We helped a technology supplier with a major software licensing problem:
Our client had brought new sites into scope for a large, multi-site public sector customer, without a formal contract variation and without the requisite extension to software licences to cover the new sites.
After informal discussions to extend software licences to cover the new sites, the software provider demanded licence fees for new sites plus back payments (and threatened to tell customer that the sites were unlicensed).
We recommended an early dispute resolution approach, which ultimately:
helped the supplier stand up to the provider; and
enabled supplier to push the dispute into long grass for 18 months and to manage relationship with customer.
Using early dispute resolution, we analysed legal and factual position, and the wider context, to determine the strength of our client’s position and strategy. We then:
developed strategy with supplier to meet objective of delaying progress;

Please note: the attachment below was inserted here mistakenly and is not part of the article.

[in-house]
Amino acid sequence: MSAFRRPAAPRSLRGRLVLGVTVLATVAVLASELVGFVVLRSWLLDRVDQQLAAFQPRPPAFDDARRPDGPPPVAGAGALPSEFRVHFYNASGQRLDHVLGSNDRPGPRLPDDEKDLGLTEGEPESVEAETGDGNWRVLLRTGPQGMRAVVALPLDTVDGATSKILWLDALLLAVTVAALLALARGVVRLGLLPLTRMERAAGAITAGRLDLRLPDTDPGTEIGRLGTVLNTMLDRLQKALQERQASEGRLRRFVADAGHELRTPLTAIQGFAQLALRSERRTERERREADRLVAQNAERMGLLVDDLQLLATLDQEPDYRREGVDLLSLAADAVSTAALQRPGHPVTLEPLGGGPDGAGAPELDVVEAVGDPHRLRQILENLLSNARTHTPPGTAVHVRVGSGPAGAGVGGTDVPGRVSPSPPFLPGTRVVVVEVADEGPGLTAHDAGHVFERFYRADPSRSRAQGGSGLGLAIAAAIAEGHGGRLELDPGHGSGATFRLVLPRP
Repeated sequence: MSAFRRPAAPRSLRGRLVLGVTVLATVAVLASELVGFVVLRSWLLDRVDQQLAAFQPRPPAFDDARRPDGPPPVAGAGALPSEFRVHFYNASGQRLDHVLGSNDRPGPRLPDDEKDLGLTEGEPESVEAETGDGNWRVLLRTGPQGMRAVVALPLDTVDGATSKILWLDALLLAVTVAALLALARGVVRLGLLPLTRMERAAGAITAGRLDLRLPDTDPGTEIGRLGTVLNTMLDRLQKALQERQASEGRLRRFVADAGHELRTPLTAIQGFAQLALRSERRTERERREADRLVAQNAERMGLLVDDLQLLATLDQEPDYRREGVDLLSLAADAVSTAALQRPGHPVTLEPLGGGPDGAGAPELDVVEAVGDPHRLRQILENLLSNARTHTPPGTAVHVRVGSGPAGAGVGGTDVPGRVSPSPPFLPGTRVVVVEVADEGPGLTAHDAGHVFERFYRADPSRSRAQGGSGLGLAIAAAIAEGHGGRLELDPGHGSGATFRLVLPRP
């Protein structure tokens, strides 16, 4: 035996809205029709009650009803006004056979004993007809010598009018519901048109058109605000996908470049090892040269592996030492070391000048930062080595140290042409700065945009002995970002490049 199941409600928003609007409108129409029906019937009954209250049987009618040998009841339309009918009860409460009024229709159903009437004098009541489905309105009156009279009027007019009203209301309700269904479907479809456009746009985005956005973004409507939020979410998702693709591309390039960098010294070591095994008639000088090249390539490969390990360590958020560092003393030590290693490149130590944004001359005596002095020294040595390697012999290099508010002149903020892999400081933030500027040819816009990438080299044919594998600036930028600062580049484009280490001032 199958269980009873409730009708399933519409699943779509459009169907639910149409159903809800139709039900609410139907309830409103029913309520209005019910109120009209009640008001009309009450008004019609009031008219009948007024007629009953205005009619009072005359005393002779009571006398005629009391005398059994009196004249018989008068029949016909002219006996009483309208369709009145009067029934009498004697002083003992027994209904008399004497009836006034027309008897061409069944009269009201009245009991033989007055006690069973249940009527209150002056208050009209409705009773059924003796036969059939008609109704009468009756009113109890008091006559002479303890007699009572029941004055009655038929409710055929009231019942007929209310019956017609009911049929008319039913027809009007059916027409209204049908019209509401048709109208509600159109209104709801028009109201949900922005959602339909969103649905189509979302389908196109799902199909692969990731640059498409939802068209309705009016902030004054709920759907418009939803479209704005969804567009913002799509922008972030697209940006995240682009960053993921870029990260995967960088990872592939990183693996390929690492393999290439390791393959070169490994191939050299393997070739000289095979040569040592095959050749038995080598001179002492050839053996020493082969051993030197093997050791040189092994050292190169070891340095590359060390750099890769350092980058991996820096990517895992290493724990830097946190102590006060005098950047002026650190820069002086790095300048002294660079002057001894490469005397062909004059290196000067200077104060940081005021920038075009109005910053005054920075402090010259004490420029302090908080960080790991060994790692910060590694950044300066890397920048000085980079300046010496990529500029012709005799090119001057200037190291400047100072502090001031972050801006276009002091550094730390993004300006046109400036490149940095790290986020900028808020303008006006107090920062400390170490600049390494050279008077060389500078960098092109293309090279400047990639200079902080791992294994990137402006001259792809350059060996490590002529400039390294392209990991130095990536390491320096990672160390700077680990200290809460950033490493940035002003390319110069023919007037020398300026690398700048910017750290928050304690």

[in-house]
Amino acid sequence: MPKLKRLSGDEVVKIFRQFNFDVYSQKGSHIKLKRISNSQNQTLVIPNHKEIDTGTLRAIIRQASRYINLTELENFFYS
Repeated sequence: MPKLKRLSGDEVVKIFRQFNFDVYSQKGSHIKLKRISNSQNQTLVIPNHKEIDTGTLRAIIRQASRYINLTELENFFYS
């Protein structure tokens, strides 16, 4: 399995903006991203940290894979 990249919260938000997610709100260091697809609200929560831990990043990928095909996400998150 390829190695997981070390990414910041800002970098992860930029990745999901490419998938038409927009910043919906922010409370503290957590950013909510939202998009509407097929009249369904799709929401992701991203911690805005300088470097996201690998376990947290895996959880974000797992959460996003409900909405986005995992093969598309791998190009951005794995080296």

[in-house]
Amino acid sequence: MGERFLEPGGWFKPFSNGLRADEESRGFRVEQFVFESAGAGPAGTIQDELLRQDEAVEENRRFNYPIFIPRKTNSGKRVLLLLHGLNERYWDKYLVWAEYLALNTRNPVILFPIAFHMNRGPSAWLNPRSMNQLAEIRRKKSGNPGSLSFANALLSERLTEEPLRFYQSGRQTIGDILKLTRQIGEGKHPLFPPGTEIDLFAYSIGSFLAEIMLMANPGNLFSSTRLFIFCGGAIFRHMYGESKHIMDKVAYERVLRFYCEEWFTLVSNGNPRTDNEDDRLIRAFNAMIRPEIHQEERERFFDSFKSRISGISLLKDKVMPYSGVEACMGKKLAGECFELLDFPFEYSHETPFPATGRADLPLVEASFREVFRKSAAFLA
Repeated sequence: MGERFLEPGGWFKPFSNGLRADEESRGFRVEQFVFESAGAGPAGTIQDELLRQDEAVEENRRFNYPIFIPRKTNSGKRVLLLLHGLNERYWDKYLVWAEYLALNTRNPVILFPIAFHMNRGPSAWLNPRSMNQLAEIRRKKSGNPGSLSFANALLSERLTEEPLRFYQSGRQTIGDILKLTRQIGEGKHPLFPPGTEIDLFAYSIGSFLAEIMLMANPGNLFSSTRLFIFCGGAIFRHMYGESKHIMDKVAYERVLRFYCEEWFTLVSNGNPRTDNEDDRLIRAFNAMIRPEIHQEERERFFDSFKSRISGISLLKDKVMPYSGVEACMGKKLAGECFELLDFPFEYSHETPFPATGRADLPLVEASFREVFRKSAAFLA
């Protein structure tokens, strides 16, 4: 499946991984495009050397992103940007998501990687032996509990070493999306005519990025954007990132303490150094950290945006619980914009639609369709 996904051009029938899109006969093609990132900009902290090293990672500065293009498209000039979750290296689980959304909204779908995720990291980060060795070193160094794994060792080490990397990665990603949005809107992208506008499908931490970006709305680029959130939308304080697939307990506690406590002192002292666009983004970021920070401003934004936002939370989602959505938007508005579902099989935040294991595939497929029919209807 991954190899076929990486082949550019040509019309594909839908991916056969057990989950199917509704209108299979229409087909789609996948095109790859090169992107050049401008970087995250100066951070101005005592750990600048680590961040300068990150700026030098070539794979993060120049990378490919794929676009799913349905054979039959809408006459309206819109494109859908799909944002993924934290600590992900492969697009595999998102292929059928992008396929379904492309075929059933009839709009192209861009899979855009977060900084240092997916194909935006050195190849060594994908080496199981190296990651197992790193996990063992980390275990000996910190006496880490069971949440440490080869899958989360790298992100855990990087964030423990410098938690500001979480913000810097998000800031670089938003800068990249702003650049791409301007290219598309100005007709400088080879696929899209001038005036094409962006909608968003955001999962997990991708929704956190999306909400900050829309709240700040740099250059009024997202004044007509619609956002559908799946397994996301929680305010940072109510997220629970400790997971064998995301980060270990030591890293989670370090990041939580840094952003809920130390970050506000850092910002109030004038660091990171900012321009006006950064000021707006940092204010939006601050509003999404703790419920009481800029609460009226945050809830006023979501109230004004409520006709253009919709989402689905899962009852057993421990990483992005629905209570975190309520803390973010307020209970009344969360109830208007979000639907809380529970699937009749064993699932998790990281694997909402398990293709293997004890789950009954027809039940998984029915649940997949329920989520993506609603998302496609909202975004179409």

focussed on provider’s failure to invoke (correctly) the dispute resolution process;
took advantage of provider’s lack of focus on key issues;
enabled our client to manage staged escalation to senior management, rather than reacting to the provider’s demands; and
enabled supplier to manage communications to customer.
This resulted in:
A negotiated settlement
At a time to suit to our client, some 2 years after problem arose
To celebrate our 175th anniversary, we present 175 strange laws from the past and present. Some laws are funny. Some are surreal. Some make no sense no matter which way you look at them. But they all share one thing in common: they’re all real.
On 1 April 2021, a new edition of the Countryside Code was published, the first update for over 10 years. Since the outbreak of the pandemic, visiting and walking in the countryside has been one of the few leisure activities left to many people.
We are seeing a really significant increase in enquiries on import and export VAT post-Brexit. The Government has launched a Brexit SME Support fund of up to £2000, which you may be able to benefit from.